WARNING: SPOILERS AHEAD!
Last week, we were introduced to our band of potential victims, as they headed out from Los Angeles to work at Camp Redwood. They met their born-again Christian camp leader with a traumatic past, a nurse who would rather be elsewhere and a horny well-endowed extra from the Jane Fonda Workout Video. The episode also set-up the arrival of serial-killer Mister Jingles and established that real-life serial-killer Richard Ramirez (aka The Night Stalker) also exists in this universe.
Quite a lot for one hour of television, eh? But did episode 2 live up to this setup?
I would say so, considering that this episode’s first five minutes reveal the death of the show’s Dr. Loomis character and that the born-again Christian is a gun-totting badass. The biggest shock, however, was that the first five minutes of the episode were nothing compared to what came afterward, as all the characters’ secrets came out and their backstories were explored. This made it clear that American Horror Story 1984 is going in a unique and wonderful direction and that we are not getting your typical slasher formula film.
If it seems like things are moving quickly this season, it may be because this season seems to be only six episodes long. I’m happy if this is the case, because I fear this premise can only go so far. That being said, this episode was even better than the season premiere!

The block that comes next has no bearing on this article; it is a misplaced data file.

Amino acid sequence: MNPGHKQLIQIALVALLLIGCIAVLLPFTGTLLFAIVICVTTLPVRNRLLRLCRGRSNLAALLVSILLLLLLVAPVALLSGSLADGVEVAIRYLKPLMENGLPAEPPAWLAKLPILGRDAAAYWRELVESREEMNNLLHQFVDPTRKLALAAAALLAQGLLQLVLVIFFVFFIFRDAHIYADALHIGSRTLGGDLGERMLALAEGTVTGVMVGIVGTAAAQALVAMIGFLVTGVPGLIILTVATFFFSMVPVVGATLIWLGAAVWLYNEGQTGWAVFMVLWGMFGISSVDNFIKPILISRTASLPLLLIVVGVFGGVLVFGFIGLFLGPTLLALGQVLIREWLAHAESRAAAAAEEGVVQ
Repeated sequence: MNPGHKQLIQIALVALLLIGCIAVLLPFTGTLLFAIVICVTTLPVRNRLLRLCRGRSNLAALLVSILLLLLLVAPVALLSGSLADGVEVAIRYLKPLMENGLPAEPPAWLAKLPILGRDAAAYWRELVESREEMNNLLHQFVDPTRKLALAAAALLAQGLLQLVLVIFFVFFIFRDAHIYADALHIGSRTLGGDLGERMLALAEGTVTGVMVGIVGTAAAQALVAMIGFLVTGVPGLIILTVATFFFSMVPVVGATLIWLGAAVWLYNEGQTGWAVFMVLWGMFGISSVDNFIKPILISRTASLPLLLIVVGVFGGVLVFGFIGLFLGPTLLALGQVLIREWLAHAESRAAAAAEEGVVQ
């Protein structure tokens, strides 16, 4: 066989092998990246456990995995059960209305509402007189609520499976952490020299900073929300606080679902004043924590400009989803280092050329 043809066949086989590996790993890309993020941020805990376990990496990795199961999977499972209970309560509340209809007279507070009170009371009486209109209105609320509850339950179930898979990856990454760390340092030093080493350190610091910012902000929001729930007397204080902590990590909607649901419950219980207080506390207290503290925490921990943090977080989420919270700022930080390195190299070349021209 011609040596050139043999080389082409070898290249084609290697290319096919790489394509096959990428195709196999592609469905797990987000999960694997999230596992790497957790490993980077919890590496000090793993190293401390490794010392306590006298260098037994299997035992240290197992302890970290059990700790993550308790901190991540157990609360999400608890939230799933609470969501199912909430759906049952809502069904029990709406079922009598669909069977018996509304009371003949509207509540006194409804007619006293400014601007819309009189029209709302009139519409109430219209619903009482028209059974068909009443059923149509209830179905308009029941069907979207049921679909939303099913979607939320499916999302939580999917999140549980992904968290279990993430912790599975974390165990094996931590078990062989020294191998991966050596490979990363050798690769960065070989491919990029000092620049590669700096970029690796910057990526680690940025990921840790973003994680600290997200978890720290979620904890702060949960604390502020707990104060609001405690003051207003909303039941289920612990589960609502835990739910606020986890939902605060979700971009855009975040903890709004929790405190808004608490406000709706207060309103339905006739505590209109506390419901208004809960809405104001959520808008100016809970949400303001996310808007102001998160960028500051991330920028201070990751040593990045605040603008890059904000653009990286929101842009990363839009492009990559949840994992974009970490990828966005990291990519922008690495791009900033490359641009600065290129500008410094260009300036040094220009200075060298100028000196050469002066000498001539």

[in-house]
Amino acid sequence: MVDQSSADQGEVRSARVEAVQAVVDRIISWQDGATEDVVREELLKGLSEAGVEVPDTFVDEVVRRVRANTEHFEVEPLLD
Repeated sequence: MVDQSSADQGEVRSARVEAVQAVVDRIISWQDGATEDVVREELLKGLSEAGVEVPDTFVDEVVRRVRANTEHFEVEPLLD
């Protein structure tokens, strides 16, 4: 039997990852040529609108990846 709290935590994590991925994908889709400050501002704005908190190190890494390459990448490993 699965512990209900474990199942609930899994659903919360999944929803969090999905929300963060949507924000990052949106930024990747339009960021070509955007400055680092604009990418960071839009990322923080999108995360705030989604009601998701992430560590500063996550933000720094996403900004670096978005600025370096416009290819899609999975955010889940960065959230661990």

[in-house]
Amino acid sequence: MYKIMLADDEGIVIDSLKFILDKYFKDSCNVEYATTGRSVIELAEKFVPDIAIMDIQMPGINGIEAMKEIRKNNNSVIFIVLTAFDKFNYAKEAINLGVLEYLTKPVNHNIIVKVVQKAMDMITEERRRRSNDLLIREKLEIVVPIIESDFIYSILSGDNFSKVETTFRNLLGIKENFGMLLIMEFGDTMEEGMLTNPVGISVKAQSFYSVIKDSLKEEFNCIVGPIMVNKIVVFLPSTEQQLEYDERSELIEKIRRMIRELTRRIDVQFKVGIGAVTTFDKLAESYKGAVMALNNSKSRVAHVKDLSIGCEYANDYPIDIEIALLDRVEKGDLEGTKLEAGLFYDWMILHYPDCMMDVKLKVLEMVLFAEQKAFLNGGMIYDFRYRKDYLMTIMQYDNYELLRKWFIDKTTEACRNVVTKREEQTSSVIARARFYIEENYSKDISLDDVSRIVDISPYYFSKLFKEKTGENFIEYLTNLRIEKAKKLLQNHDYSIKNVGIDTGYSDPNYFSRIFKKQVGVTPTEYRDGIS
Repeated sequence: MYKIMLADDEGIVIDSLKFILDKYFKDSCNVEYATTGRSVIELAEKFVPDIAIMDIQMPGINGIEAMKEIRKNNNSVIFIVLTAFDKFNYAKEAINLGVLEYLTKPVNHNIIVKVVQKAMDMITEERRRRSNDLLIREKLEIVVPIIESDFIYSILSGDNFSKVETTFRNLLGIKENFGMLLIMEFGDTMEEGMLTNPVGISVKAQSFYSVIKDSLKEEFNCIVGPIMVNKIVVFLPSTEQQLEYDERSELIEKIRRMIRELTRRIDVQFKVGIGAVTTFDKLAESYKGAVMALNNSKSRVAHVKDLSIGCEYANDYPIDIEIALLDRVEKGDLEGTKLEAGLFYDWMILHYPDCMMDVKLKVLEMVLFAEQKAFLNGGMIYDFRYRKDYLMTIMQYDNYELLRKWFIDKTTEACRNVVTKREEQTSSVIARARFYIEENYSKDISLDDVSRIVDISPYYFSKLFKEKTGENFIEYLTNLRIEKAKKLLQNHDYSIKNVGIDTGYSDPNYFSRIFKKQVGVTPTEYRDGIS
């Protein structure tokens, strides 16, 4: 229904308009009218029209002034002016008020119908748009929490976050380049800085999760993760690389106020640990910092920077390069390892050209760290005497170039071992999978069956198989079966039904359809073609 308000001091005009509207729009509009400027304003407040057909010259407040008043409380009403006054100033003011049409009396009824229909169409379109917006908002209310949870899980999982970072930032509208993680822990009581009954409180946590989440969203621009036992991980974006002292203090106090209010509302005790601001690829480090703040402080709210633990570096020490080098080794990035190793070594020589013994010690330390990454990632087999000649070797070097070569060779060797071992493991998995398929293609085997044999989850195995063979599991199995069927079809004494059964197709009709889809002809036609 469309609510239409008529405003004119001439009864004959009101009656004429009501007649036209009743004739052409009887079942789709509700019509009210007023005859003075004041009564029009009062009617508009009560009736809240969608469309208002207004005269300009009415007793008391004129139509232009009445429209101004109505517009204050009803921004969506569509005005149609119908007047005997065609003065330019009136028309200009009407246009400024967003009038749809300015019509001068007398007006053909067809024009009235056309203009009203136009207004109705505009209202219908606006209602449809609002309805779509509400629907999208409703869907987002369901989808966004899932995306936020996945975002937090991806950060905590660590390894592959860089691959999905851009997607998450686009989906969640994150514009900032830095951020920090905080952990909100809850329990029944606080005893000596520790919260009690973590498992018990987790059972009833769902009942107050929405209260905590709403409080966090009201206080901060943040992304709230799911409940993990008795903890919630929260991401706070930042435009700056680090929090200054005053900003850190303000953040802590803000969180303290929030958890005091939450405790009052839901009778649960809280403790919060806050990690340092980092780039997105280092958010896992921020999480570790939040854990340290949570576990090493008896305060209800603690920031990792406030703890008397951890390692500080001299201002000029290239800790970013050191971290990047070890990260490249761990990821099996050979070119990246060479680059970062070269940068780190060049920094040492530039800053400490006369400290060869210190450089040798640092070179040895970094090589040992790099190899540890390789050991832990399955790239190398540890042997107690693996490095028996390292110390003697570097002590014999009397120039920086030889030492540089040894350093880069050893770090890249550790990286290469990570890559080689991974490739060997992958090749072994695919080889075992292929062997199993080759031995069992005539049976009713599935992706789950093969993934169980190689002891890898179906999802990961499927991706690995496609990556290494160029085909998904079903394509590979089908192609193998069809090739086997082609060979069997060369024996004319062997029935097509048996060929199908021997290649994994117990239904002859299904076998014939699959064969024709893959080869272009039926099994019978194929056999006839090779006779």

The episode mingles shocking secrets with equally shocking deaths. For instance, we learn about good-girl Brooke’s past, and it pretty much explains why she is the way that she is. It is refreshing to see Emma Roberts (who is usually cast in evil bitch roles) play against type portraying a character like Brooke, who is vulnerable yet not aware of how strong she really is.
In fact, the entire cast act their hearts out in this episode. Not only does Roberts get to shine, but so does Cody Fern as Xavier. When we learn Xavier’s secret, it shows us the cracks in his macho veneer and serves as a biting commentary on the ugly underbelly of the Los Angeles/Hollywood life, where people will do anything for fame.
However, the standout performance of this episode belonged to Leslie Grossman as Margaret Booth. We learn there is a dark side under her prim and proper facade and a justification to the sins she commits in Jesus’ name. It is the scene where she suddenly bonds with someone with whom she should not be bonding with that we realize there is a dangerous side to her.
Moments such as these define the episode and make it clear that American Horror Story 1984 is defying the genre conventions to tell a unique story instead of merely parroting slasher horror cliches. Any fears of this show being a second-rate Scream died with tonight’s episode. If the rest of this short season is like tonight’s episode, this may be one of the best seasons of American Horror Story ever.